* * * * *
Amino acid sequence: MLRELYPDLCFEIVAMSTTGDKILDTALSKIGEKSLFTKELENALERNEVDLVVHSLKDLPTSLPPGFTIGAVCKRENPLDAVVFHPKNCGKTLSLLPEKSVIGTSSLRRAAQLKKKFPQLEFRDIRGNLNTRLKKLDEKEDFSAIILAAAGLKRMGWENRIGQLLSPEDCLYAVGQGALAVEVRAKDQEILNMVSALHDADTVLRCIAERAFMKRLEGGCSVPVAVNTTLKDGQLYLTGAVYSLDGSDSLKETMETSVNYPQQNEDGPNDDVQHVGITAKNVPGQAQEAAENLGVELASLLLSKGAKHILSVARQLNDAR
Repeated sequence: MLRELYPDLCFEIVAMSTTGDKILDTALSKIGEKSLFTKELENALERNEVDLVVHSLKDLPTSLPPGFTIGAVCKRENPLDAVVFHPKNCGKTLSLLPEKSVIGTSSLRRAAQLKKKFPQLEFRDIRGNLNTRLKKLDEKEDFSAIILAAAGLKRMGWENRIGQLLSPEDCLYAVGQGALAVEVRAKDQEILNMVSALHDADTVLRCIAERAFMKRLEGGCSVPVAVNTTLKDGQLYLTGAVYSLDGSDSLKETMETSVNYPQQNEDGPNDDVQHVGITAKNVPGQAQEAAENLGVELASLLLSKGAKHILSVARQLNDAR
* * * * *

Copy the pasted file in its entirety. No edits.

Amino acid sequence: MLRELYPDLCFEIVAMSTTGDKILDTALSKIGEKSLFTKELENALERNEVDLVVHSLKDLPTSLPPGFTIGAVCKRENPLDAVVFHPKNCGKTLSLLPEKSVIGTSSLRRAAQLKKKFPQLEFRDIRGNLNTRLKKLDEKEDFSAIILAAAGLKRMGWENRIGQLLSPEDCLYAVGQGALAVEVRAKDQEILNMVSALHDADTVLRCIAERAFMKRLEGGCSVPVAVNTTLKDGQLYLTGAVYSLDGSDSLKETMETSVNYPQQNEDGPNDDVQHVGITAKNVPGQAQEAAENLGVELASLLLSKGAKHILSVARQLNDAR
Repeated sequence: MLRELYPDLCFEIVAMSTTGDKILDTALSKIGEKSLFTKELENALERNEVDLVVHSLKDLPTSLPPGFTIGAVCKRENPLDAVVFHPKNCGKTLSLLPEKSVIGTSSLRRAAQLKKKFPQLEFRDIRGNLNTRLKKLDEKEDFSAIILAAAGLKRMGWENRIGQLLSPEDCLYAVGQGALAVEVRAKDQEILNMVSALHDADTVLRCIAERAFMKRLEGGCSVPVAVNTTLKDGQLYLTGAVYSLDGSDSLKETMETSVNYPQQNEDGPNDDVQHVGITAKNVPGQAQEAAENLGVELASLLLSKGAKHILSVARQLNDAR